Two projects promoting and encouraging co-operation in Scottish agriculture will receive a government cash boost.
The schemes will be funded through the SRDP Knowledge Transfer and Innovation Fund, which was created to improve the country’s agricultural sector, and will get £346,000.
The initial four-year programme of work will be delivered by the Scottish Agricultural Organisation Society (SAOS), the agricultural and supply chain development co-op.
“We warmly welcome the Scottish government’s acknowledgement both of the unique role of co-ops as self-help groups of farmers and the potential for new forms of co-operation to access markets,” said James Graham, chief executive of SAOS.
“The support is critical at a time of such uncertainty and volatility in which the need for new solutions and added value markets is in sharp focus.”
Established in 1905, SAOS is owned by around 60 member co-ops and specialises in the joint venture among farmers, growers and rural businesses, also within food and drink supply chains.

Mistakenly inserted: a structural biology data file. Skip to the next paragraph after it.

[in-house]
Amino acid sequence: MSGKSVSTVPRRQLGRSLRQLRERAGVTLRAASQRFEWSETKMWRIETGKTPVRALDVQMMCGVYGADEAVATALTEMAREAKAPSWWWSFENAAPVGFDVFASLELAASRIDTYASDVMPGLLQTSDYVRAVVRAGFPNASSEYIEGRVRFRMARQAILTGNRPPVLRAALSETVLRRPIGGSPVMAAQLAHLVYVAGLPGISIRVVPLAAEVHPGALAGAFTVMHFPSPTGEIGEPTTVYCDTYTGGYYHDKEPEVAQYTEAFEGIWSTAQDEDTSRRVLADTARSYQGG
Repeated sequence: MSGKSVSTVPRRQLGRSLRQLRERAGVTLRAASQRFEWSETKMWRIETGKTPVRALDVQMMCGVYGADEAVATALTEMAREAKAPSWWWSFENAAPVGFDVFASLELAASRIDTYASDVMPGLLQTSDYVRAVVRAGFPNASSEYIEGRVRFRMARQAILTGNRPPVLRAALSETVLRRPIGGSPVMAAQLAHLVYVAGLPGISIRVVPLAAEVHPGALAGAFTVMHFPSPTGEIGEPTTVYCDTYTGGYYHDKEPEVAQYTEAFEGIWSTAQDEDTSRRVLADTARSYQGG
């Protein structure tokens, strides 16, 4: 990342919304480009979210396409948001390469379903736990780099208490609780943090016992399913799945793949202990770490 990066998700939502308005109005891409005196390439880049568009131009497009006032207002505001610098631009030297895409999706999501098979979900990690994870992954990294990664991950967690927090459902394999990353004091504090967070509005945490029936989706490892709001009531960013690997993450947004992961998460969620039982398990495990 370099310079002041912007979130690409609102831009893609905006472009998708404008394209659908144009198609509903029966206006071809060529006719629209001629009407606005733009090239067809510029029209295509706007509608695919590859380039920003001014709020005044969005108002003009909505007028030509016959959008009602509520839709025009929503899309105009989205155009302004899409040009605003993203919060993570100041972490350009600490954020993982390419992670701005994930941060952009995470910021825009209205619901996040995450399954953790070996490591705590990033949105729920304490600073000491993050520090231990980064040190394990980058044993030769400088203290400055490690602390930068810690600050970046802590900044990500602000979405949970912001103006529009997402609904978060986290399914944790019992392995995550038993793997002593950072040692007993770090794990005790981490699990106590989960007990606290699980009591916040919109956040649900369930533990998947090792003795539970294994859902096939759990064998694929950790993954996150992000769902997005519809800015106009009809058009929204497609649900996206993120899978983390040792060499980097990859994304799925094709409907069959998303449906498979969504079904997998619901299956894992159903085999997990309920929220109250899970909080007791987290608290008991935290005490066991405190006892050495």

The projects aim to improve the competitiveness of Scottish agriculture by facilitating knowledge exchange, continuous professional development and providing specialist advice for farmers considering new ways to co-operate and collaborate.
Mr Graham added: “Working and trading collectively involves participants sharing objectives, investment and risks, as well as agreeing the rules for working together and decision making.
“The principles and governance arrangements for co-ops are quite different to more conventional business models. Expert and experienced advisors have been shown to be important in ensuring that any collaboration is successful.”
Cabinet secretary Fergus Ewing said: “Promoting co-operation and innovation can make a real difference to improving productivity, profitability and resilience within our farming businesses.
“Farmers’ co-ops are particularly well placed to take advantage of economies of scale, share best practice and are at the forefront of implementing innovative techniques and processes that drive the rural economy.”